Genetic Molecules

Nucleic acids encode genetic information but also participate in additional physiological processes ranging from metabolism to energy transfer. Nucleotides constitute the monomeric units of nucleic acids (Figure 1-1). Nucleosides consist of two components (ribose or deoxyribose in RNA and DNA, respectively, and either a purine or pyrimidine base). A nucleotide is produced from a nucleoside by the addition of one to three phosphate groups through a cova-lent bond with the hydroxyl group of the 5' carbon of the nucleoside's sugar ring.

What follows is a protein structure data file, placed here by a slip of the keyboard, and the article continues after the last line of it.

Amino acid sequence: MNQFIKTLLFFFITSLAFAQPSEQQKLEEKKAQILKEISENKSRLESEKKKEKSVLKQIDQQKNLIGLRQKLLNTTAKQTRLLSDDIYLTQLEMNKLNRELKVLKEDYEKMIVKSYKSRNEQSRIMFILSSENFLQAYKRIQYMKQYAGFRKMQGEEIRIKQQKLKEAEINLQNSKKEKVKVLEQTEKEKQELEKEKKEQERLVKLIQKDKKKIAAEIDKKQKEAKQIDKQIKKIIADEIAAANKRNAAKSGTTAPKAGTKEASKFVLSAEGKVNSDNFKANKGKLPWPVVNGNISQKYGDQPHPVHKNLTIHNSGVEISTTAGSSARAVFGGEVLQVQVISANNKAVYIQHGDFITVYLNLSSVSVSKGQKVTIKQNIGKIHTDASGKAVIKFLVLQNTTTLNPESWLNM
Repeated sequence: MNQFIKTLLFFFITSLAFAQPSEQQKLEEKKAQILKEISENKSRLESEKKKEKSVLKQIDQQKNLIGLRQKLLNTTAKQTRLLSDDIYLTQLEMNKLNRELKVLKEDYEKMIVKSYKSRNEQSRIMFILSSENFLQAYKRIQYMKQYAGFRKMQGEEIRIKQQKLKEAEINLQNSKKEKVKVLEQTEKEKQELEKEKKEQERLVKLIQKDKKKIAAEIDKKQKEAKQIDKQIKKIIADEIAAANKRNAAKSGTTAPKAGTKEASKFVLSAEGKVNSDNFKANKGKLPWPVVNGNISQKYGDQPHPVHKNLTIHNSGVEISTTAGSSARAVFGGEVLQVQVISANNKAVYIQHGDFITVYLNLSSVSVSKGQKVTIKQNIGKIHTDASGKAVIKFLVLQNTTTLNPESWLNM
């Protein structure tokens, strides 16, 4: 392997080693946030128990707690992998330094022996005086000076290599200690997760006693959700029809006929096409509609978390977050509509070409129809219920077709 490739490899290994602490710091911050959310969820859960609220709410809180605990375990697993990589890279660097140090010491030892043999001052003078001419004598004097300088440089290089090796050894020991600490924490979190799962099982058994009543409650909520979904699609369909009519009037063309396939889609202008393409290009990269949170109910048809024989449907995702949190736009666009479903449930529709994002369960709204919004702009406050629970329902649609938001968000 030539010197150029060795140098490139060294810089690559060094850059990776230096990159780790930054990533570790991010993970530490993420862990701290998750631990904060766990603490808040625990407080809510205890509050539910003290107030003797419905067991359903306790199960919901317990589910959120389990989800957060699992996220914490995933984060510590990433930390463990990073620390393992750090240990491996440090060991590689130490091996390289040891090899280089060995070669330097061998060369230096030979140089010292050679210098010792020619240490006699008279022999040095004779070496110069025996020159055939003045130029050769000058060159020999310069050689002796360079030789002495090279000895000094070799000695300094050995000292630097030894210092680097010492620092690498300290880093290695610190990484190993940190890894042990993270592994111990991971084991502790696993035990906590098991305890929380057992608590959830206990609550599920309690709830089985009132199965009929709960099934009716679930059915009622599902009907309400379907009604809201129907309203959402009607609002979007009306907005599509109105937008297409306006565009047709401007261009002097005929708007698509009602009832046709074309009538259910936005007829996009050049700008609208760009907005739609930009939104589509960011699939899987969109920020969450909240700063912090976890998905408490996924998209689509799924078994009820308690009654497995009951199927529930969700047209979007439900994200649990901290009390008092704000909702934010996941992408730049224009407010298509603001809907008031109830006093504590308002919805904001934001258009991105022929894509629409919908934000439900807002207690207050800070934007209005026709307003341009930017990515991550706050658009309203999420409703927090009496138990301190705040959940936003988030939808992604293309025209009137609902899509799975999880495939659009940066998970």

Nucleic acids are formed by chains of nucleotides linked by phosphodiester bonds between the 3' carbon of the first nucleotide's sugar ring and the 5' carbon of the adjacent nucleotide's sugar ring. The phosphodiester linkages cause nucleic acids to have a 5' to 3' directionality. The alternating sugar-phosphate chain forms a continuous molecule with bases extending from the 1' carbon of each sugar. For this reason, the sugar-phosphate chain is referred to as the backbone of nucleic acids (Figure 1-2). The phosphate groups give nucleic acids a negative charge that imparts important physiochemical properties to nucleic acids. The negative charge of DNA facilitates the binding of mammalian DNA to various proteins and allows separation of nucleic acid molecules by charge and size during gel or capillary electrophoresis.

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